Less known than the Visegrad Four, but its ambition overcoming anything, the signature countries have planned the Three Seas Initiative. The agreement, which is to economically and politically change Central and Eastern Europe, was made in 2015 and associates 12 signature EU countries with almost 112 million residents (Bulgaria, Czech Republic, Estonia, Croatia, Latvia, Lithuania, Hungary, Poland, Austria, Romania, Slovakia, and Slovenia).
The Three Seas Initiative has big plans with transportation and energy infrastructure and aims to integrate Central and Eastern Europe with the West. Besides enthusiasm, a common approach brings questions if it would become a coalition of states opposed to Western Europe. Concerns are to be dissipated with two observers: the European Union and Germany. In 2019, individual state leaders supported the creation of an investment fund as a tool for financing projects. The USA also wants to contribute to this fund.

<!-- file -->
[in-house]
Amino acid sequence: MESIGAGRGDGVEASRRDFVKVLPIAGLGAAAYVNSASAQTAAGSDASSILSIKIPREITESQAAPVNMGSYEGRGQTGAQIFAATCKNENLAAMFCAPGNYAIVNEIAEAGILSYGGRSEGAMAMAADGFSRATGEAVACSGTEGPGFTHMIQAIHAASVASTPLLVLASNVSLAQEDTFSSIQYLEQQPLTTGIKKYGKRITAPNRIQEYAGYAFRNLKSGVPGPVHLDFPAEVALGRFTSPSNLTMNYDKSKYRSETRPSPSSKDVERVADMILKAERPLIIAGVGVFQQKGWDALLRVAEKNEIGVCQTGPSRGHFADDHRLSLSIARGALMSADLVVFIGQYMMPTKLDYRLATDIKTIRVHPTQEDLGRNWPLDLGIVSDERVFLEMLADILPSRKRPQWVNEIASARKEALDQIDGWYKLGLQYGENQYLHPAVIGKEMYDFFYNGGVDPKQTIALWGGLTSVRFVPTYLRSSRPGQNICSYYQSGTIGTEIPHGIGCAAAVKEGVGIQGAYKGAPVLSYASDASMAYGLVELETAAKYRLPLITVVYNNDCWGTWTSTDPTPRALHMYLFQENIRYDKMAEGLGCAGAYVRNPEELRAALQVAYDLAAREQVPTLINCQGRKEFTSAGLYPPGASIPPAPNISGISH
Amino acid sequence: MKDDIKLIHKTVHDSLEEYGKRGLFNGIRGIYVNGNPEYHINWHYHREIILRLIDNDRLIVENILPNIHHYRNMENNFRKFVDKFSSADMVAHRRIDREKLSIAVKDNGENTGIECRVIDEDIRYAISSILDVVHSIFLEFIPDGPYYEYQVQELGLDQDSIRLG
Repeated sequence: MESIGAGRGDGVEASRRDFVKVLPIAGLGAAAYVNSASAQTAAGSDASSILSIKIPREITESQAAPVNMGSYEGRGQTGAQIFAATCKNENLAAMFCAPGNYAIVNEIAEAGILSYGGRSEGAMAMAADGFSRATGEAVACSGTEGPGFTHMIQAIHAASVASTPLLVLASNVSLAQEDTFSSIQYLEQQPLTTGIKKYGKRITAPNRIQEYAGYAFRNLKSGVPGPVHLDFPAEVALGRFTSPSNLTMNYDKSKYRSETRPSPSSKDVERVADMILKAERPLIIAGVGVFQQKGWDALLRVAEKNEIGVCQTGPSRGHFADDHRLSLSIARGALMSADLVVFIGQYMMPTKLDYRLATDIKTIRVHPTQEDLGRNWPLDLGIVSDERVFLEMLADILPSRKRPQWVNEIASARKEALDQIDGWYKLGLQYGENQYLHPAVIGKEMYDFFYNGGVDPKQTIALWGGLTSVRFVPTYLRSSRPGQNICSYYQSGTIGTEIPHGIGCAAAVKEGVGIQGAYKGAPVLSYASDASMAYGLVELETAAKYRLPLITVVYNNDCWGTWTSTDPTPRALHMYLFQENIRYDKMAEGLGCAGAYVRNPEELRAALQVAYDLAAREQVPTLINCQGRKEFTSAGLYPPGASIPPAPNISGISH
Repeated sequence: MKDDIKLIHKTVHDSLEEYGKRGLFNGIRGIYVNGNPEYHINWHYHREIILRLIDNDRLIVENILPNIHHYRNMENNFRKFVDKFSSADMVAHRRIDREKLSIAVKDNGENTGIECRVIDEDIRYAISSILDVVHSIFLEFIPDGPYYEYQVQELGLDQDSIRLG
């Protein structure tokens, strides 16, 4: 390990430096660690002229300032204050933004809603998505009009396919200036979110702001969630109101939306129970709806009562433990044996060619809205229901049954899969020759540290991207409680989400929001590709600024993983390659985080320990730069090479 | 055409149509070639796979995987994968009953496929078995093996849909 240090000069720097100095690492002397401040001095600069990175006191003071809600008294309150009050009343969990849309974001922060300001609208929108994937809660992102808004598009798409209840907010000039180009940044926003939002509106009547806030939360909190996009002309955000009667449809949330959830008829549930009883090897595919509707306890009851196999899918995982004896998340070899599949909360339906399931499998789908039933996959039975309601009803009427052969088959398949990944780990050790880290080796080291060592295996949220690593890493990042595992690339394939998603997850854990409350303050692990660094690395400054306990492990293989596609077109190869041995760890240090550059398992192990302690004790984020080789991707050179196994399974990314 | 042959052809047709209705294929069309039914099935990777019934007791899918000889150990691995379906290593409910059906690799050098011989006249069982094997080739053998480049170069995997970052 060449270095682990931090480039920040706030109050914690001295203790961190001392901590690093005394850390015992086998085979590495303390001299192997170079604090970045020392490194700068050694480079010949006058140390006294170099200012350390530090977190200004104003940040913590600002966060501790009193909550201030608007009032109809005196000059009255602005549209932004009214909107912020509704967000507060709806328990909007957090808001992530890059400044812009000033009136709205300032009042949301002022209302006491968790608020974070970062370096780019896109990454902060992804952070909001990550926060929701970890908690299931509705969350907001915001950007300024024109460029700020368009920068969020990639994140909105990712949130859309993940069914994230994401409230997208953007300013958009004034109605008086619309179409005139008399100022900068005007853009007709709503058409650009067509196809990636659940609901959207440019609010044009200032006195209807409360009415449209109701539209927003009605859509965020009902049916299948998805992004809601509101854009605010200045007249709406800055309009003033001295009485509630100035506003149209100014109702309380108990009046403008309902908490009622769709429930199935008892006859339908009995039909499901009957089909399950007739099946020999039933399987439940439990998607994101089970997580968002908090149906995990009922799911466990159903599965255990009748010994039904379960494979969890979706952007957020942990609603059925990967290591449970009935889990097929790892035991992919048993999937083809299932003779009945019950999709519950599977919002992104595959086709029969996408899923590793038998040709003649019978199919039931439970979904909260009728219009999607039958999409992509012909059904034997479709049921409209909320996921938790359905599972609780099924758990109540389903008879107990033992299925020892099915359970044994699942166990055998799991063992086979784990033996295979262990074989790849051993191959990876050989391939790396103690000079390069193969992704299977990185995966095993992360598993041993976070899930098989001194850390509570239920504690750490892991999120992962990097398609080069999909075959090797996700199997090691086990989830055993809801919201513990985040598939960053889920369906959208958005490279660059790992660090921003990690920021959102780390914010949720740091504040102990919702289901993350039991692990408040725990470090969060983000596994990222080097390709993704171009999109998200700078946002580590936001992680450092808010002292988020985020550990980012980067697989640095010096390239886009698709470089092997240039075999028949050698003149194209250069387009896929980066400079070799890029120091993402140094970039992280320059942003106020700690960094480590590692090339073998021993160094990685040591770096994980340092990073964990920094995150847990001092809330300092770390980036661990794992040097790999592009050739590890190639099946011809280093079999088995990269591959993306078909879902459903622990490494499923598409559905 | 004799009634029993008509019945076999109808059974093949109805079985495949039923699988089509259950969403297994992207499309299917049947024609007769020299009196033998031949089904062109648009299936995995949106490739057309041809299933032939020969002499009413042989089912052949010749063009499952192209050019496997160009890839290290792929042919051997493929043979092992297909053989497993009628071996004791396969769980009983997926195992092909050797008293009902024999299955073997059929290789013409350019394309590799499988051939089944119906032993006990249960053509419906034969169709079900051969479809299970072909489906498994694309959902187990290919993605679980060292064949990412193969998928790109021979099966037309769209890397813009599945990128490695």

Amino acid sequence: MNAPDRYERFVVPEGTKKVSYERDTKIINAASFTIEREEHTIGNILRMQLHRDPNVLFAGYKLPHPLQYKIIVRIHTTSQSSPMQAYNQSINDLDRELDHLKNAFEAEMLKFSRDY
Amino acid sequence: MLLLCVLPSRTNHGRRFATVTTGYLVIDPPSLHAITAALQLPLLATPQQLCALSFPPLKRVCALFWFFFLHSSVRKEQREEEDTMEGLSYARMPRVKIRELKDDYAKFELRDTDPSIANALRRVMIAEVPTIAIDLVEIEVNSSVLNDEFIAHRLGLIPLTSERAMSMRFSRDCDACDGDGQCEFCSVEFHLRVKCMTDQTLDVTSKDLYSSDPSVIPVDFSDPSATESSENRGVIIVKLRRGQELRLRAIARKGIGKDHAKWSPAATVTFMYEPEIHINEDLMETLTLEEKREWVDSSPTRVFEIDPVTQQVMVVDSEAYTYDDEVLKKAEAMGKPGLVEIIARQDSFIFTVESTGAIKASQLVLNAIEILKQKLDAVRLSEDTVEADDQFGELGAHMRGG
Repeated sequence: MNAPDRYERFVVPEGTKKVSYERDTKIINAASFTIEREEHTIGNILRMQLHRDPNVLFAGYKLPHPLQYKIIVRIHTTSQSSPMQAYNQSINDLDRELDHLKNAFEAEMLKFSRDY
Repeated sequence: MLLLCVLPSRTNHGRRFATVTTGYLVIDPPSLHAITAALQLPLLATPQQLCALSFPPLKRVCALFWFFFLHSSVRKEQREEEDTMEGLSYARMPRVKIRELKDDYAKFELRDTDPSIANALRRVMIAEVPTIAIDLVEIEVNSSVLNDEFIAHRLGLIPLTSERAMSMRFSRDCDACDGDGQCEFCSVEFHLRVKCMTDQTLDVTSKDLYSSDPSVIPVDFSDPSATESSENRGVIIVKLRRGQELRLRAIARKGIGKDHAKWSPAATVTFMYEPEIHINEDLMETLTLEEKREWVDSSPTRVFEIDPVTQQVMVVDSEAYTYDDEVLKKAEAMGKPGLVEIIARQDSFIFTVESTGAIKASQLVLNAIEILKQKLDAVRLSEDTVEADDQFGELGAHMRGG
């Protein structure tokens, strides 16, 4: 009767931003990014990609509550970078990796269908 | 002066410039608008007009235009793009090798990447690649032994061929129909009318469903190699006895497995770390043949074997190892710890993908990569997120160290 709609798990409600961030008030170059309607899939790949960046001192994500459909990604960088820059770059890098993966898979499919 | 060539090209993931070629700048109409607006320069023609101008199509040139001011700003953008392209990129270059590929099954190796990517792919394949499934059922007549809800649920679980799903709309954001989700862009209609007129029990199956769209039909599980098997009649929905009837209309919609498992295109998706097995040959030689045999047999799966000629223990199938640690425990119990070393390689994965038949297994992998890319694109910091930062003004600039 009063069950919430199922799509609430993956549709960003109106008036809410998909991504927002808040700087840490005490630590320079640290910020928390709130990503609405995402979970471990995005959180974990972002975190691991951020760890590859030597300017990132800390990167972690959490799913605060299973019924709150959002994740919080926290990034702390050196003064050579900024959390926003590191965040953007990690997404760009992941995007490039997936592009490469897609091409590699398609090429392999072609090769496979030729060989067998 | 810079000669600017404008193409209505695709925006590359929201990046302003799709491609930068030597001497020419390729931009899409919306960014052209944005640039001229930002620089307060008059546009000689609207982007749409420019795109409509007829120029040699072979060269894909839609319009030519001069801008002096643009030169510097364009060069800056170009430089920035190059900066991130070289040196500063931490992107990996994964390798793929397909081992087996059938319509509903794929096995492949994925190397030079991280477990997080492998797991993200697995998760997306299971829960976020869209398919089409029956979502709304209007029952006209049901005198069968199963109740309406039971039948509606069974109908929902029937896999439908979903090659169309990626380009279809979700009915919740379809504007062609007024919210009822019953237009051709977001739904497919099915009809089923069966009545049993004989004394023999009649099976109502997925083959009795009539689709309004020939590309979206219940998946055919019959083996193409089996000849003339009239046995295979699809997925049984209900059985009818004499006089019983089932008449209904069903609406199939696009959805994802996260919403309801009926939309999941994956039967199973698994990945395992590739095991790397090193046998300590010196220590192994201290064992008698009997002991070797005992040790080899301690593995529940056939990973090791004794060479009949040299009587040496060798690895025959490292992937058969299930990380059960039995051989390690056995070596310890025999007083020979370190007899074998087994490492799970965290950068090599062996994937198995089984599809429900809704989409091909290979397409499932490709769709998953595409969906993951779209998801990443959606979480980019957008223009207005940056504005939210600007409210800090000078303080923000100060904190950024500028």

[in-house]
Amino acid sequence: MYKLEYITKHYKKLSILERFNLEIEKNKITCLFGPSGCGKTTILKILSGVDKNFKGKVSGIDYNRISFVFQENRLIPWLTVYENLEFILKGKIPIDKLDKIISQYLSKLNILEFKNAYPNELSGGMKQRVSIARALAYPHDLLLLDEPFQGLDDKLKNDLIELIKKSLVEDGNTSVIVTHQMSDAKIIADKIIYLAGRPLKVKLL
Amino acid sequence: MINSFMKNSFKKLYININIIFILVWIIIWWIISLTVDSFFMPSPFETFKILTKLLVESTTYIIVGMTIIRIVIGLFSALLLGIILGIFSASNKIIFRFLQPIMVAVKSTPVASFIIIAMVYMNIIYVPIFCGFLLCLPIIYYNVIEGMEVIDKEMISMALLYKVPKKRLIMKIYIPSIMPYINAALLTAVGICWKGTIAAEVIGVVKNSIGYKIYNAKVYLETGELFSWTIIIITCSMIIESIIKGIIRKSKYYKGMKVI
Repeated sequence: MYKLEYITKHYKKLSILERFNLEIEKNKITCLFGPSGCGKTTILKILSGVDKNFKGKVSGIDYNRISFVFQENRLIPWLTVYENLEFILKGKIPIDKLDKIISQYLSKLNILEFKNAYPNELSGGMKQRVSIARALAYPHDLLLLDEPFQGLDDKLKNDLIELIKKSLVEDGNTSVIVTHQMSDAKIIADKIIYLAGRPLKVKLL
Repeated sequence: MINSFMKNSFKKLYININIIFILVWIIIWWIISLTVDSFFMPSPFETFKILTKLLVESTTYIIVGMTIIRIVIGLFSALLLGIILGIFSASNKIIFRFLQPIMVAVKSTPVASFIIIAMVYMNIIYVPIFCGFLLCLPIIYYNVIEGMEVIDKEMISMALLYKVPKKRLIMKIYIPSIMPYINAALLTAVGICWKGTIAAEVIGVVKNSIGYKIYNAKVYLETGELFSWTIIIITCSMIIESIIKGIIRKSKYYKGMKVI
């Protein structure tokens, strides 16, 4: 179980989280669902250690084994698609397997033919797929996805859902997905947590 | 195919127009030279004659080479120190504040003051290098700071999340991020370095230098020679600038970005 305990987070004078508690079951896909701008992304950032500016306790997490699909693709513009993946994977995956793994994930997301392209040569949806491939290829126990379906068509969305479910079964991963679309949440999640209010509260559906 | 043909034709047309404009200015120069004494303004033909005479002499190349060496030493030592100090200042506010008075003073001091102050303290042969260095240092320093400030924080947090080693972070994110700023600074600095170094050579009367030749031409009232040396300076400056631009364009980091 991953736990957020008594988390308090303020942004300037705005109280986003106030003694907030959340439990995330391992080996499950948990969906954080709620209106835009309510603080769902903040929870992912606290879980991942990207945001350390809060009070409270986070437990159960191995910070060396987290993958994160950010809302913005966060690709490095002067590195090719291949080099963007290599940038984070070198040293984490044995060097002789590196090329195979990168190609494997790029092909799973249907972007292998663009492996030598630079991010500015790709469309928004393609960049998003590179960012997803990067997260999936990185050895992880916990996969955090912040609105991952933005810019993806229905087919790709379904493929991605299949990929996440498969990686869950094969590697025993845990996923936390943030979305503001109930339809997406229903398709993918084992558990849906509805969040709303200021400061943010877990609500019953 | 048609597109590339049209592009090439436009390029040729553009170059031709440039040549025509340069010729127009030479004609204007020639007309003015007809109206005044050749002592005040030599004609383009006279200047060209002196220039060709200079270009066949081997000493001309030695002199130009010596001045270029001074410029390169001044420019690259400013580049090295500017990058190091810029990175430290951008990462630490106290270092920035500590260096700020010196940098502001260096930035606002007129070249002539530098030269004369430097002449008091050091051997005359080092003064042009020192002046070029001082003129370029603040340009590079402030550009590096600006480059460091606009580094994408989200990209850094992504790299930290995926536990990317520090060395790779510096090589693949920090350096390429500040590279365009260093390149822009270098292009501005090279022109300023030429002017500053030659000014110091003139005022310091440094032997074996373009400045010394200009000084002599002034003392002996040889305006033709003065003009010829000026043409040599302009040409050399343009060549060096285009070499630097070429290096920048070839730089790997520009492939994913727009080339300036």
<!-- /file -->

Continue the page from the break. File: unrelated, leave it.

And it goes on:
This text will focus on the priorities that the Czech Republic should stand by within the Three Seas Initiative. What should be the Czech contribution to the created fund? And what impact will the Initiative have on EU relations?
Policy Brief – Karel Sál, September 2020
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